It was a given that the seven presidential candidates in Monday night's Republican debate would bandy about plenty of "Obama is doing it wrong" arguments. Whether the issue was stabilizing the economy, the auto-industry bailout, health care reform, being tough enough on terrorists or deporting enough undocumented immigrants, everyone thoroughly condemned the president for his performance over the past two-and-a-half years.
Working in the gloom and heat of a deep South African mine, scientists search for life.
Credit Marc S. Kaufman
Often in the reporting about science, the adventure, the risk and the physical difficulty of the research gets shunted aside and ignored. Science tends to be seen as the work of people who don't willingly expose themselves to physical hardship and danger.
Exceptions to this perception, including astronauts and heroic researchers such as Jonas Salk (who famously took an early dose of the polio vaccine, along with his wife and children, to hopefully demonstrate its safety), are few and far between.
A nearly 800-year-old relic was stolen from St. Anthony's Church in Long Beach, Calif. The church brought out its relic, kept in a case with angel-shaped handles, to celebrate the Saint's Feast Day. The congregation is hopeful the item will be returned.
A Ferrari worth $750,000 was stolen years ago but was later recovered. That's how an FBI agent ended up at the wheel with a prosecutor as a passenger when it crashed. The prosecutor says they were just on a little drive before the car went to the impound lot.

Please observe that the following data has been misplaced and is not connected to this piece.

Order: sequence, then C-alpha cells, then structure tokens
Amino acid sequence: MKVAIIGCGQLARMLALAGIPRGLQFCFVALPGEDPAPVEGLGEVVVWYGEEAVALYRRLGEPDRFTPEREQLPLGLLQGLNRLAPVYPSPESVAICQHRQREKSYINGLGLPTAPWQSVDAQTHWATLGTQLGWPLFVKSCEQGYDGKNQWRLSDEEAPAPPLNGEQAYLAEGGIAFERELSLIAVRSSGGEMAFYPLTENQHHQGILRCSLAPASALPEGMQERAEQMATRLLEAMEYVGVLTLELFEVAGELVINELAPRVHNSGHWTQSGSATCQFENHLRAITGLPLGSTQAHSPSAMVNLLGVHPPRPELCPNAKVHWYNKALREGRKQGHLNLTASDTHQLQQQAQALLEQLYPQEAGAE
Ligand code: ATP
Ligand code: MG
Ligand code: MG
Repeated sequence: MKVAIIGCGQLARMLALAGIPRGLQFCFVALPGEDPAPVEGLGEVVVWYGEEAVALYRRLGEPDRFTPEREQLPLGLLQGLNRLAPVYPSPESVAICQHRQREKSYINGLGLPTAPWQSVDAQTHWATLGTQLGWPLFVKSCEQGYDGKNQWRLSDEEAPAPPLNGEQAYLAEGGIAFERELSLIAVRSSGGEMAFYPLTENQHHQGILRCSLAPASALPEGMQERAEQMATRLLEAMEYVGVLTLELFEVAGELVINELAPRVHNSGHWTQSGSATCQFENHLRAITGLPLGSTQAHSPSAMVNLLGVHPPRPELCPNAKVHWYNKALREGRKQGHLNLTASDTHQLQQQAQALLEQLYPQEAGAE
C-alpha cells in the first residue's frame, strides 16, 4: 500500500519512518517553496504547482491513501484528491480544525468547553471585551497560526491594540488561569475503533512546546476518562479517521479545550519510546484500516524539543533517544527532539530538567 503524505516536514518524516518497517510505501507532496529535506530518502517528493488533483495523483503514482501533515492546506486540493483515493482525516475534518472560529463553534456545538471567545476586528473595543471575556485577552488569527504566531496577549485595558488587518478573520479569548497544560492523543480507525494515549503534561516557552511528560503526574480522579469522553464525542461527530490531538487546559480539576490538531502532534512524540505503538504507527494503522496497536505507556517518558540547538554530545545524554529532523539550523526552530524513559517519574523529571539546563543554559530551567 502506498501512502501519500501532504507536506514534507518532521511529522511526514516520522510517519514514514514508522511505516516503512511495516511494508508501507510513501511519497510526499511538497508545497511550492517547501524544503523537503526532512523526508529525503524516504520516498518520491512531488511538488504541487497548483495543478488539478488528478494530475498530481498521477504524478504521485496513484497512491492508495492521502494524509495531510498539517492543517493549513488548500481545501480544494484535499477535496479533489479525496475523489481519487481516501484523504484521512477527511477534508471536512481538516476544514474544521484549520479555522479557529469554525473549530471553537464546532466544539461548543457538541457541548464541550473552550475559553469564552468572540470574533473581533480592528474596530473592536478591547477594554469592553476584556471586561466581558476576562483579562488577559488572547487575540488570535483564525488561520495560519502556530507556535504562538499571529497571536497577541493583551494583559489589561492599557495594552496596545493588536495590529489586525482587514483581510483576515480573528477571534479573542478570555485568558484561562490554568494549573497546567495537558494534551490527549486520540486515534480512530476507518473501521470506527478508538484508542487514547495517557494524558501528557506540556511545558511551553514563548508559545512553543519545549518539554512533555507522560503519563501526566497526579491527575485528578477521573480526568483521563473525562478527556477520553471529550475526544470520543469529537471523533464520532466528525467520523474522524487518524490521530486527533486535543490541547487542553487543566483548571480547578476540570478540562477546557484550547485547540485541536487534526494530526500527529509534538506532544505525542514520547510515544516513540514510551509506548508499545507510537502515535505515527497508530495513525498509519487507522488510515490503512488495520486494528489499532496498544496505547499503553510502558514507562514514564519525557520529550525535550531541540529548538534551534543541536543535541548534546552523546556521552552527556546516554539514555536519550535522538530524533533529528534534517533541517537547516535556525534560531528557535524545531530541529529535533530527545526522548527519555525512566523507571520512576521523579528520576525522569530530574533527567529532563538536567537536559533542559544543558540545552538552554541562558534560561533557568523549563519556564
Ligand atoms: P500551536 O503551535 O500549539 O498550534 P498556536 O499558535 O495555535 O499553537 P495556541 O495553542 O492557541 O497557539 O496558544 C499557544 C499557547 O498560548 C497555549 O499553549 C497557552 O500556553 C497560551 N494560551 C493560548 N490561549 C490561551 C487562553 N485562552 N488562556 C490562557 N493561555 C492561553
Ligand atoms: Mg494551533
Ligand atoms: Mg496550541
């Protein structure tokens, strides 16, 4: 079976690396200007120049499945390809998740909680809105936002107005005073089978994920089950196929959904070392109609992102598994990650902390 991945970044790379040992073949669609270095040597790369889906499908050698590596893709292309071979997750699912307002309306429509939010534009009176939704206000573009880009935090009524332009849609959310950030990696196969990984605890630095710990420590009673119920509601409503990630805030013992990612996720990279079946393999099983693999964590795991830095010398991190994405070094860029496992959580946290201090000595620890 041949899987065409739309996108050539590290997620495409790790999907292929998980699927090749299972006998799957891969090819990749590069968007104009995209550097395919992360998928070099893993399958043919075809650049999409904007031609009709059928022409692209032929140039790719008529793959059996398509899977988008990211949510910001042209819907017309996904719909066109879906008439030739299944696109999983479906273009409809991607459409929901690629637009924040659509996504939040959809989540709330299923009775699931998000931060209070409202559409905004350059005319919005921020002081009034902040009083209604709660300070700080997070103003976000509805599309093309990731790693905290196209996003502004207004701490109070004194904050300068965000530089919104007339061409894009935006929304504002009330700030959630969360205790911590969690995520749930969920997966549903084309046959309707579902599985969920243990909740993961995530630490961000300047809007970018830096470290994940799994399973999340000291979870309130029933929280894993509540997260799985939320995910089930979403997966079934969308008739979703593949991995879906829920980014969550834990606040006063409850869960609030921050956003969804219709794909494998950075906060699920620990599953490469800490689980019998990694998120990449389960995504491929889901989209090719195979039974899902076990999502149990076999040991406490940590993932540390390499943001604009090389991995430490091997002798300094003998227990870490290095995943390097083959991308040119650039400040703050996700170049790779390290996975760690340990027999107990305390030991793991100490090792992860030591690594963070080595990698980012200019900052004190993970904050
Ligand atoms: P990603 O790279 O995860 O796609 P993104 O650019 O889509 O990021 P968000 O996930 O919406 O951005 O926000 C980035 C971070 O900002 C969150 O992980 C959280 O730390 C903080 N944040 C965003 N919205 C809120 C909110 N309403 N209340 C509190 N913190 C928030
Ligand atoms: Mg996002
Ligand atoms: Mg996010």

Senators from both parties are trying to release some of the assets of Moammar Gadhafi's regime, which were frozen several months ago. But figuring out how to do that isn't simple. Stuart Levey, of the Council on Foreign Relations, talks to Steve Inskeep about how it could happen. Earlier this year, Levey left the Treasury Department as undersecretary for terrorism and financial intelligence.
In Syria, refugees are still fleeing into Turkey after government forces cracked down on a rebellious northern town. Other details are more difficult to get hold of. For example, what is daily life like across the country? Steve Inskeep talks to a woman who blogs from Damascus, who writes under the name Jasmine Roman.
The Supreme Court has upheld a Nevada law that bars lawmakers from voting on or even debating matters in which they have a conflict of interest. A Nevada council member had challenged the law, asserting that it prohibited his first amendment rights.
Volunteer Ibtisam Saadeddin, who wears a khaki uniform and a badge and pins with photos of Moammar Gadhafi, says she patrols the line at the women-only gas station to make sure no fights break out.
Credit Soraya Sarhaddi Nelson / NPR
For Libyans, one of the main hardships caused by the worldwide campaign against their leader, Moammar Gadhafi, is a nationwide shortage of gasoline.
Fighting has nearly ground to a halt the oil-rich nation's ability to refine fuel. A naval blockade keeps any fuel tankers from leaving or reaching the North African nation's ports.
The shortage has led to cars lining up as far as the eye can see outside Libyan gas stations providing what little fuel is left at normal prices. But being a woman there means you may not have to wait as long to fill up.